A 21 percent cut would take $400 million from police. Within the overall federal budget of $3.6 trillion, entitlements such as Social Security and Medicare, requirements such as payment of the national debt and discretionary spending on defense consume most of the money. Less than $500 billion is allocated for discretionary spending outside of defense.
Programs that saw big increases under Obama could be particularly vulnerable in a Republican-run House of Representatives.
National Cancer Institute
The president's request for the National Cancer Institute is up 10 percent from where it was in 2008.
Spending requests this year for Transportation and Housing and Urban Development rose by 38 percent from 2008, up $18.6 billion to $67.4 billion. Likewise, Democrats sought a 47 percent increase for diplomatic spending next year.
Representative Eric Cantor of Virginia, the No. 2 Republican in the House, set up a website called "YouCut" that encouraged Internet users to propose and vote on specific cuts.
Ideas include selling excess federal property and forbidding the administration to advertise stimulus projects, which would save "tens of millions," according to Cantor's website. Others that would produce much bigger savings, like revamping Fannie Mae and Freddie Mac, are politically difficult to enact.
Other lawmakers offer broader cuts, like Republican Arizona Representative Jeff Flake, who favors major cuts to farm subsidies through the Department of Agriculture.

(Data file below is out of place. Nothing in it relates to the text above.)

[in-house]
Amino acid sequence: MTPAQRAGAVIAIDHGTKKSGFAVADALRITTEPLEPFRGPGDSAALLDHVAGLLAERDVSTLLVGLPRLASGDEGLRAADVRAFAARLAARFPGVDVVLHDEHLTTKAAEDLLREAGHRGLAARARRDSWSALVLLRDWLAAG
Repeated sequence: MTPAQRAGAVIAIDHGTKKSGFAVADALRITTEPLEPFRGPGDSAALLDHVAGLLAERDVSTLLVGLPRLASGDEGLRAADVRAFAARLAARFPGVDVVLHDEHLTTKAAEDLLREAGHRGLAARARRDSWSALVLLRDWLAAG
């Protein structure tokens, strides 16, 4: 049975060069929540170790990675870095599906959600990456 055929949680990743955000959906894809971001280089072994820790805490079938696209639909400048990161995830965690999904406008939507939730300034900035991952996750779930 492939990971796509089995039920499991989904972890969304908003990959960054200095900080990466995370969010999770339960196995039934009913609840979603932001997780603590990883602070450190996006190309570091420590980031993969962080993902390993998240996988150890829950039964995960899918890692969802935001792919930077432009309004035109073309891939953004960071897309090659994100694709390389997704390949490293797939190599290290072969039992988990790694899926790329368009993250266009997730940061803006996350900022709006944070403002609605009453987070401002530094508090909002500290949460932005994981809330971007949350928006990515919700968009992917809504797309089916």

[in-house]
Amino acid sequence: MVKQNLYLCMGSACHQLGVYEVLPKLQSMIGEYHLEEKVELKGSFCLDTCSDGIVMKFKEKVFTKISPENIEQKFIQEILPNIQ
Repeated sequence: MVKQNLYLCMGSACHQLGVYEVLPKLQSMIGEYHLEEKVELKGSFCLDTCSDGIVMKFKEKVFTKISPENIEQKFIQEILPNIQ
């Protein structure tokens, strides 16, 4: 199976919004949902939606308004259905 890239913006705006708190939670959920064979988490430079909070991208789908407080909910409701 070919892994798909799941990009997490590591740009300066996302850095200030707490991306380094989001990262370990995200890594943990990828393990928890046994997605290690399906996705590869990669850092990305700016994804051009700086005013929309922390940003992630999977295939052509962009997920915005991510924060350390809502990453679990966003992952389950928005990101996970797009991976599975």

Cutting some budgets can be counterproductive, said Scott Lilly, former Democratic staff director of the House Appropriations Committee. If the Internal Revenue Service is forced to cut tax collectors or agencies reduce the number of people who audit federal spending, the government could lose more revenue than it would save through budget cuts, he said.
Republicans would protect money for the military and operations in Iraq and Afghanistan. By offering explicit protections for seniors, programs like Meals on Wheels and low-income housing grants could also be off-limits.
Republicans want to revamp the spending process in other ways to give lawmakers more license to strip individual programs from individual government agencies.
Boehner offered a plan yesterday to break the spending bills up so that money for the Labor Department isn't coupled, for example, with funding for Health and Human Services.
'On Their Own Merit'
"Let them come to the floor individually, to be judged on their own merit," he said at the American Enterprise Institute.
"Members shouldn't have to vote for big increases at the Commerce Department just because they support NASA." The pledge that Boehner announced in September includes a proposal giving individual members of both parties more discretion to cut money from spending bills as they are being debated on the floor of the chamber.
The fight would play out during an expected post-election debate over curtailing the federal deficit, projected at $1.34 trillion this year. Democrats charge Republicans with hypocrisy for championing budget cuts as they push for an extension of Bush-era tax cuts for the wealthiest Americans that could cost $41.1 billion next year.
"It will have a serious impact on real people, but it won't have a serious impact on reducing the deficit," Andrews said of the Republican pledge for budget-cutting.
Obama said in June, during a meeting with other heads of state in Toronto, that he hoped "some of these folks who are hollering about deficits and debt step up because I'm calling their bluff."
Even Republicans acknowledge that spending cuts alone won't balance the budget. "Let's face it: We could zero out both the Department of Defense and zero out the Department of Education, and we'd still have a massive structural debt that we've barely made a dent in," said Representative Jeb Hensarling, a Texas Republican.